Stressed Over Germs? The Housewares Industry Wants to Help!
WaPo takes a look at some consumer products designed to help us spot and kill germs at the daily-life level -- things like toothbrush sanitizers and food-freshness strips. These products were recently showcased in Chicago at the huge trade show of the International Housewares Association.
"It's getting scarier out there for a lot of people. We've heard about anthrax and mad cow disease and all the mold contamination in the Katrina states," says Lisa Casey Weiss, lifestyle consultant for the International Housewares Association. "The home is where people used to feel protected from those outside influences. Now, we are grasping for those products that enable us to get a better sense of self-protection."Some of these products are of dubious utility, but represent eager attempt to mollify -- and profit from -- the increasing fear of infection:
Some marketers like to throw around scary words and phrases, such as SARS and avian flu. In fact, as you walk down the packed aisles of 50,000 products at the housewares show in the McCormick Place Convention Center, your gaze catches anxiously on a rack of fliers at the M.E. Heuck Co. booth with the jaw-dropping headline "Avian Flu Poultry Timers."
According to health officials, the dreaded bird flu virus has not been found in the United States. The Ohio company hoped to attract the attention of buyers in Asia and Europe, areas where pop-up chicken and turkey timers are virtually unknown and where cases of bird flu have been confirmed. In some European countries, such as France and Italy, consumption of chicken has plummeted because of fears of the deadly disease.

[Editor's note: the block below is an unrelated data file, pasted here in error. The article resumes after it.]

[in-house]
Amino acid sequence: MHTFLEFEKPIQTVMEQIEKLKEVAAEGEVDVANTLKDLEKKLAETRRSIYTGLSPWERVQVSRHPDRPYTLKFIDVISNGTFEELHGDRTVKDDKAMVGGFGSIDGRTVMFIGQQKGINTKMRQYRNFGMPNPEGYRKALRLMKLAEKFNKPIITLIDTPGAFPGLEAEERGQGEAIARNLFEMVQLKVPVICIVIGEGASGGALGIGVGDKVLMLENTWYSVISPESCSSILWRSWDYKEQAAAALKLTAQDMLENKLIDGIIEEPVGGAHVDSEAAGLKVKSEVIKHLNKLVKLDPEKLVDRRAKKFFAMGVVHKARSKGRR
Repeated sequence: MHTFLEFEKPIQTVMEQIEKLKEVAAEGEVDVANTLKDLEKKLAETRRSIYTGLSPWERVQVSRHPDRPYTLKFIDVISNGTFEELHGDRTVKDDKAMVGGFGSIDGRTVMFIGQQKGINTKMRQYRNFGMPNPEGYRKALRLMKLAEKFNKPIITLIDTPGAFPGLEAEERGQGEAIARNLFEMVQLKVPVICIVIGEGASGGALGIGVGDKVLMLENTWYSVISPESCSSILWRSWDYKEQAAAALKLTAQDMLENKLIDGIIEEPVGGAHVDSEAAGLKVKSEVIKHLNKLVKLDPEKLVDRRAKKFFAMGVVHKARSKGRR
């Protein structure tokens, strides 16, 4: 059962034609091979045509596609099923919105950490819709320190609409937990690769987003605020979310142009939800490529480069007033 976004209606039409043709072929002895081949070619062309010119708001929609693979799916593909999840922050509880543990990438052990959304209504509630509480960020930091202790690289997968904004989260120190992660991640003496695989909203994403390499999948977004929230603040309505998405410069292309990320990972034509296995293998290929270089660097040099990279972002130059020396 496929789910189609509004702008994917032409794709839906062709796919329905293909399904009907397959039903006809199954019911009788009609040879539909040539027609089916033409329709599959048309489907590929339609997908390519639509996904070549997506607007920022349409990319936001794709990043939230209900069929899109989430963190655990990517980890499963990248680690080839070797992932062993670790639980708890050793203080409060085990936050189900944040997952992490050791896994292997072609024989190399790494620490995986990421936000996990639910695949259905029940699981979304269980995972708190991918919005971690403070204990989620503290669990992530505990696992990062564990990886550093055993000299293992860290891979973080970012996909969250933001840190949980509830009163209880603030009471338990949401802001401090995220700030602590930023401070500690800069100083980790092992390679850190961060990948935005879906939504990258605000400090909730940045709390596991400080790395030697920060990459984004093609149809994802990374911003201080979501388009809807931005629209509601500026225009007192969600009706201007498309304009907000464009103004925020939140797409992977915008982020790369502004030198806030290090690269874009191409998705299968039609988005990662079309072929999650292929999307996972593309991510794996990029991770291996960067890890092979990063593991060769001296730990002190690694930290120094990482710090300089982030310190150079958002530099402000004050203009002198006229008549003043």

Steve Johnson, senior vice president at Heuck, acknowledges that he has seen no evidence from public health officials that someone could get the disease from eating infected poultry or eggs. Health experts say that cooking chicken to an internal temperature of 170-180 degrees Fahrenheit would kill any virus. Johnson says sales of Heuck disposable pop-up timers in England are soaring, from only 10,000 sold last year to well over 1 million this year. He says the avian flu sales pitch is "just to call attention to the fact" that cooking to the proper temperature "would kill the virus if it was in there."
Jaedene R. Levy, a Washington psychotherapist, says the current fear factor goes back to 9/11, when many people experienced a loss of control. "We realized there is nothing we can do about terrorism. But what we can do is control some things in our homes," says Levy.